Virtual machines (VM) are great. They allow you to get more done across multiple different platforms. They also provide a sandbox for you to test out new things. When you need a graphical desktop too, most situations require you to be tied to the hypervisor machine.
That said, you can share your VM’s desktop over your network with VNC. That will allow you to access your VMs from anywhere on your local network. VNC is a desktop sharing protocol that allows a Linux system to output its graphical desktop over a network (much like the Remote Desktop Connections in Windows). This way you can open up the desktop on another computer and interact with it directly like you would if you were sitting in front of it.
There are a bunch of ways to handle this. This guide will focus on Ubuntu and will use TigerVNC. If you have other preferences, you can definitely adjust accordingly.
Install the Packages
Before you get started, you’re going to need to install the required packages. Most virtualization is done through the kernel itself, so there isn’t much else that you need.
On the Server
The server, in this case, refers to the computer that is running the virtual machine.
On the Client
The client, in this case, refers to the computer that is remotely accessing the computer with the VM.
Set Up a Network Bridge
Network bridging isn’t strictly necessary for virtual machines, but it is very useful, and it makes them behave like physical machines on your network.
This part isn’t too difficult, but you probably shouldn’t do it remotely over SSH since you will need to restart after the process.
On the server machine, start by looking up the name of your network interface. Run
ip a to see which network interface your computer is using. Once you have it, use your favorite text editor with
sudo to open “/etc/network/interfaces.” Make it look similar to this:
Replace “eth0” with the name of your interface. If you have multiple ones in use, you can list them separated by a single space. When your file is ready, save and exit. It’s best to restart your computer after this to apply the change.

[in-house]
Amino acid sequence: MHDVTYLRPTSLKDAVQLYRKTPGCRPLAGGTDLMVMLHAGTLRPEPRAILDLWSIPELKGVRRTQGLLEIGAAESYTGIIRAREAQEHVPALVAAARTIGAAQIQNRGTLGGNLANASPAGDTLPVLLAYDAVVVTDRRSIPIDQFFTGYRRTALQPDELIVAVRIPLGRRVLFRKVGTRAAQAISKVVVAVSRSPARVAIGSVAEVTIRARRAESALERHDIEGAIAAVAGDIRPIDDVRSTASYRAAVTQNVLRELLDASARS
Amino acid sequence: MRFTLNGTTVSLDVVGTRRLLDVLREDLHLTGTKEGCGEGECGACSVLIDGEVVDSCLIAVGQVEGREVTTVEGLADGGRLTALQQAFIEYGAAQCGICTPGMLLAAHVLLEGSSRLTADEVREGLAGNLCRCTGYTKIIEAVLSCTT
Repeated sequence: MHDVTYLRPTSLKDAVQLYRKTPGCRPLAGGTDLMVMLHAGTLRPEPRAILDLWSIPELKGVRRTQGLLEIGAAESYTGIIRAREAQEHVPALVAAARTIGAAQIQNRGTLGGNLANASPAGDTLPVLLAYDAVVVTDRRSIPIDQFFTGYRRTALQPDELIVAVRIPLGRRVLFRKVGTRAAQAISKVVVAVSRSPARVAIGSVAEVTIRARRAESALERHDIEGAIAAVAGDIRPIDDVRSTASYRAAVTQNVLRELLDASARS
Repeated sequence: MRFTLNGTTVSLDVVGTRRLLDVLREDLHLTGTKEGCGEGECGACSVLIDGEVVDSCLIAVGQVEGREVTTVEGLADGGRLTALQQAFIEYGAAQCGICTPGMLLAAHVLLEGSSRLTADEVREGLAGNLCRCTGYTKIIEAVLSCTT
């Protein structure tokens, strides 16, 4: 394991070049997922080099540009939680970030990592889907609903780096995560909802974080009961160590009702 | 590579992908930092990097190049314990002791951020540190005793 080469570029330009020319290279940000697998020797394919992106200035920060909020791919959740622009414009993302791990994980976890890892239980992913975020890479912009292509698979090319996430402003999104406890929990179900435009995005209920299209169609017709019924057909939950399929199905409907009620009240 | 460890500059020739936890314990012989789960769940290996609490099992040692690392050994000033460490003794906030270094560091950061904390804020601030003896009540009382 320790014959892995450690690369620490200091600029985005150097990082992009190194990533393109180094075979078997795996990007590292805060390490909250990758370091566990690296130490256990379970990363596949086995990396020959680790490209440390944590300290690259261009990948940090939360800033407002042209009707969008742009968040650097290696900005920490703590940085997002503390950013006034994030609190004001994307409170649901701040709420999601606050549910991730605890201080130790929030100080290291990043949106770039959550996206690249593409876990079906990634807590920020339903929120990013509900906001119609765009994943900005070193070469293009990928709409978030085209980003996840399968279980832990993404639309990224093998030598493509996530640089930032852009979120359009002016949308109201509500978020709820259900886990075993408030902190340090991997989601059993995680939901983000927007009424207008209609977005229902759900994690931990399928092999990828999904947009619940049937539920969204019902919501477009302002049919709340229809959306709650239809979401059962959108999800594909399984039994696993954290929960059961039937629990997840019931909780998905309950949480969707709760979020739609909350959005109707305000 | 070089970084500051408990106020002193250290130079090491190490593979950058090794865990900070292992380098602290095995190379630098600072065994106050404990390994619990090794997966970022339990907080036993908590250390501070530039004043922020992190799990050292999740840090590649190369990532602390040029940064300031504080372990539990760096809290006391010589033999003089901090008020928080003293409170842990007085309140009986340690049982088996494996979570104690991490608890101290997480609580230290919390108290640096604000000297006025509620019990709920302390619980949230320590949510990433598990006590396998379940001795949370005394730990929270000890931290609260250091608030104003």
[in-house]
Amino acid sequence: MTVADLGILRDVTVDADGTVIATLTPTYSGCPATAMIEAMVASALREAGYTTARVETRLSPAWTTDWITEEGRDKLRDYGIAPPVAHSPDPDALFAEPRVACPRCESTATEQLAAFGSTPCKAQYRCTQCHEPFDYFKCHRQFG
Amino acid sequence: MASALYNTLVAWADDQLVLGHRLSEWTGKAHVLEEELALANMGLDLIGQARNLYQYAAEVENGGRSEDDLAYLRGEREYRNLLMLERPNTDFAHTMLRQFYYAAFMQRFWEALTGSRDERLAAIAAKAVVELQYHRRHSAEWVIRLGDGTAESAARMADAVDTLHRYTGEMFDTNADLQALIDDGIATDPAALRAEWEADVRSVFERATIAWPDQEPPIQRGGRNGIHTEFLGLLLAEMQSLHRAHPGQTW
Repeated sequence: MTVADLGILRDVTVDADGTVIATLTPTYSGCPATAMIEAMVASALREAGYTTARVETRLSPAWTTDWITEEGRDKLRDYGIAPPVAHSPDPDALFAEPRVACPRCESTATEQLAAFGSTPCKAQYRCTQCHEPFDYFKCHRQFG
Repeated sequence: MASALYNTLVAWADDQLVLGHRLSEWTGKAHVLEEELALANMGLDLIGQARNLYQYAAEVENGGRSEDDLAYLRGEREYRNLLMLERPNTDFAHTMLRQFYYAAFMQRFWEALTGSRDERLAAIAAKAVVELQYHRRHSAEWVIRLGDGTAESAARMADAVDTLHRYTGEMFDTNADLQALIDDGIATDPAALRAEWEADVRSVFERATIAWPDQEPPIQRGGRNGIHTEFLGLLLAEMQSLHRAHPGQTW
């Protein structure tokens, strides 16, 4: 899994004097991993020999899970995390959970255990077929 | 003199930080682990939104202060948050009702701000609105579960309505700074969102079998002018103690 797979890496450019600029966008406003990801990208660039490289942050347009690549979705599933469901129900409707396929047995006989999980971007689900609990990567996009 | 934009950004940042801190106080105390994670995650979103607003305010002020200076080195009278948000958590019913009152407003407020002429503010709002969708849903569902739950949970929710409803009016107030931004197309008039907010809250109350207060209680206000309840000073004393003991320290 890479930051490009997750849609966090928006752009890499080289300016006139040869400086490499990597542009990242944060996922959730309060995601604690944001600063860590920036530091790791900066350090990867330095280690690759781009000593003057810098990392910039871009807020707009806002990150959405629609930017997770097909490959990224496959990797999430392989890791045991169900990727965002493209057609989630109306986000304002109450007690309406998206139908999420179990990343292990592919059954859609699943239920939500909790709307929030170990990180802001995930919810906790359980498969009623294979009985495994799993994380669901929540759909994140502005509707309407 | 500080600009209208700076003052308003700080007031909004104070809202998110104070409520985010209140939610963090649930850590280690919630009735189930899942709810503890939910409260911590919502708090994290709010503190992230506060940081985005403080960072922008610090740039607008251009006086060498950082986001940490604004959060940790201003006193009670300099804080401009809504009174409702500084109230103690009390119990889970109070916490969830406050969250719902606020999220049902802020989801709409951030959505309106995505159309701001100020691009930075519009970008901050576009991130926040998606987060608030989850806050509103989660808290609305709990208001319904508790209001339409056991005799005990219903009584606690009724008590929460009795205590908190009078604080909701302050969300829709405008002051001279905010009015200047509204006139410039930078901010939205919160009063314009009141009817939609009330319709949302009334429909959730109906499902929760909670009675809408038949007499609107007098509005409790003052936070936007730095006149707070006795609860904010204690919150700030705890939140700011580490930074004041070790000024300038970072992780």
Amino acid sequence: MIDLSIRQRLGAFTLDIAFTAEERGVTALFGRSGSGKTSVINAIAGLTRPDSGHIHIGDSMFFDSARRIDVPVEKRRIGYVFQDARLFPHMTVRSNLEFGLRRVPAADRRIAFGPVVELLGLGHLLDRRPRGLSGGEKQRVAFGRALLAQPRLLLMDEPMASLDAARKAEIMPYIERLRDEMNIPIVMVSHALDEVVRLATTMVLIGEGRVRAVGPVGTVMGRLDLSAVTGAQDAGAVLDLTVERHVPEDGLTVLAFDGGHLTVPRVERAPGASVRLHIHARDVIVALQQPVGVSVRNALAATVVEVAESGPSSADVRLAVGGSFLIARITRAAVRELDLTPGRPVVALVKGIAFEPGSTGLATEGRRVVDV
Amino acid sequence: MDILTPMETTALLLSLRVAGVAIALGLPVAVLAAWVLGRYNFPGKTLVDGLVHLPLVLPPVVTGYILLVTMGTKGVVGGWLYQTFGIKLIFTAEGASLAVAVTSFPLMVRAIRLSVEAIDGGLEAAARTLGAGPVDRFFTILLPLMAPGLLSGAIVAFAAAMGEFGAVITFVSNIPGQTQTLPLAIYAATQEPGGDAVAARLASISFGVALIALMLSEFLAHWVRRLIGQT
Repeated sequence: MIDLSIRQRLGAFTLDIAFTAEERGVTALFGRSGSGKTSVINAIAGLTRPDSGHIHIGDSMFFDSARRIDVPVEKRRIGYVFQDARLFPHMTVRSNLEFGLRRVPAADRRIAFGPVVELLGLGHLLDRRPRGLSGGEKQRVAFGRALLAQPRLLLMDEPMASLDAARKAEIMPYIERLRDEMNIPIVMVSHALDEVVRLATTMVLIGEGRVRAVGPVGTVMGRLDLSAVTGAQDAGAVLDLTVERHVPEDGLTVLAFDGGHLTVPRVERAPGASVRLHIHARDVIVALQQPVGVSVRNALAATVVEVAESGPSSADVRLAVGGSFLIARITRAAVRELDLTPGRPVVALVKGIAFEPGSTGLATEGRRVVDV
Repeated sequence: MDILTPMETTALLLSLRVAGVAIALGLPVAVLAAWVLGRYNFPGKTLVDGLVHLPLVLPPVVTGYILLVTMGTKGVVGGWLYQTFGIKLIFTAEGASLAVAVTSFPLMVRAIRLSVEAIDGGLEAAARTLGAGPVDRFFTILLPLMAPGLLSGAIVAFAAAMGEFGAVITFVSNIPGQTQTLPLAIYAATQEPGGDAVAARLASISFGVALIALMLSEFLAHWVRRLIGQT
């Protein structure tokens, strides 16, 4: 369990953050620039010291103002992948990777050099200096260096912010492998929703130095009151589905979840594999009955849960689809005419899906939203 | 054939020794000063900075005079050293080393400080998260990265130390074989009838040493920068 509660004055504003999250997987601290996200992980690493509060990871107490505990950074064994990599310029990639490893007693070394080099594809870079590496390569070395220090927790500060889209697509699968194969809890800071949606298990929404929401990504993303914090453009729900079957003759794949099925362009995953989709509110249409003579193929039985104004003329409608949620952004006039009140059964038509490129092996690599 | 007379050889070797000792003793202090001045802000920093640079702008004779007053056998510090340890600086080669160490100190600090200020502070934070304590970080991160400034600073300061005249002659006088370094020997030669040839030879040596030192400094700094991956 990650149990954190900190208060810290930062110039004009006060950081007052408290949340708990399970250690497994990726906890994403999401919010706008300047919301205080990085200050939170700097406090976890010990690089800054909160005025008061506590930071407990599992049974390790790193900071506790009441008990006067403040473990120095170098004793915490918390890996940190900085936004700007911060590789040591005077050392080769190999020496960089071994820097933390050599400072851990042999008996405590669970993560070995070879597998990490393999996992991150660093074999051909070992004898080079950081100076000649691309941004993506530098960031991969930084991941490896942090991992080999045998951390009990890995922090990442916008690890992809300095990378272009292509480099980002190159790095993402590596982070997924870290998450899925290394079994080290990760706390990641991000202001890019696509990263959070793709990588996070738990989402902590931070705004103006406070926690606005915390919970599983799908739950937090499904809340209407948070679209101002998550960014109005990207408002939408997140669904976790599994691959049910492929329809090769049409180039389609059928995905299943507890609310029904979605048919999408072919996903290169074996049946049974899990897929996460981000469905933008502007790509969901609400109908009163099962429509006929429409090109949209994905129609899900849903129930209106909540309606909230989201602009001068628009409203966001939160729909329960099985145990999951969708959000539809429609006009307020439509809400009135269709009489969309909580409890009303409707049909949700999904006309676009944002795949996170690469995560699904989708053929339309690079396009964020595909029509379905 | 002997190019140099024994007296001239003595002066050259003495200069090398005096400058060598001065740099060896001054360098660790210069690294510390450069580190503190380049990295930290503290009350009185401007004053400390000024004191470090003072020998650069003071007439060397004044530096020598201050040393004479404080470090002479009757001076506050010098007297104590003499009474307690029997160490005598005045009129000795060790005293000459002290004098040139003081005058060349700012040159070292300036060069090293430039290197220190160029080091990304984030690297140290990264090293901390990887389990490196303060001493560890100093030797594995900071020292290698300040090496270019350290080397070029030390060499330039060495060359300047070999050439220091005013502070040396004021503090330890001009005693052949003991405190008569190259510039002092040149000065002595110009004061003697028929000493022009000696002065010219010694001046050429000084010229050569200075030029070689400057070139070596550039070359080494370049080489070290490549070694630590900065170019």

Create a VM
There is a direct way to create your virtual machines from the command line. Of course, if you really don’t want to, you can use a tool like virt-manager to make the VMs, but you’ll need to modify them later.
If you’re planning to go the command line route, it’s not that hard. There are a lot of options, but you certainly don’t need all of them.
The command for creating your virtual machine is fairly complex. There are a lot of options, and that amount can increase with the complexity of the machine.
Start with naming the machine.
Set the amount of memory in megabytes and the number of CPU cores.
Next, tell it how much hard drive space to allocate in gigabytes and where the “.iso” file is that it’ll be installing from.
You’ll also need to tell it to make graphics available over VNC. Use the defaults and configure it like this:
Finally, tell it to use your network bridge.
Put it all together, and you’ll get a command something like this one:
Connect Over VNC
On the client machine open up TigerVNC. It will probably be called “vncviewer” on your system. The window is very simple. Enter in the IP address of your server and connect.
A second window will open up to your VM. Use the controls on the side to resize your VM window to your liking. Then, finish the installation of your VM.
When your install is done, you can use your VM like you would any other (or the native desktop). After you shut it down, you can restart it via
virsh and connect again over VNC like you did here.
That’s it! You can now create and run virtual machines with graphical desktops remotely over your network.
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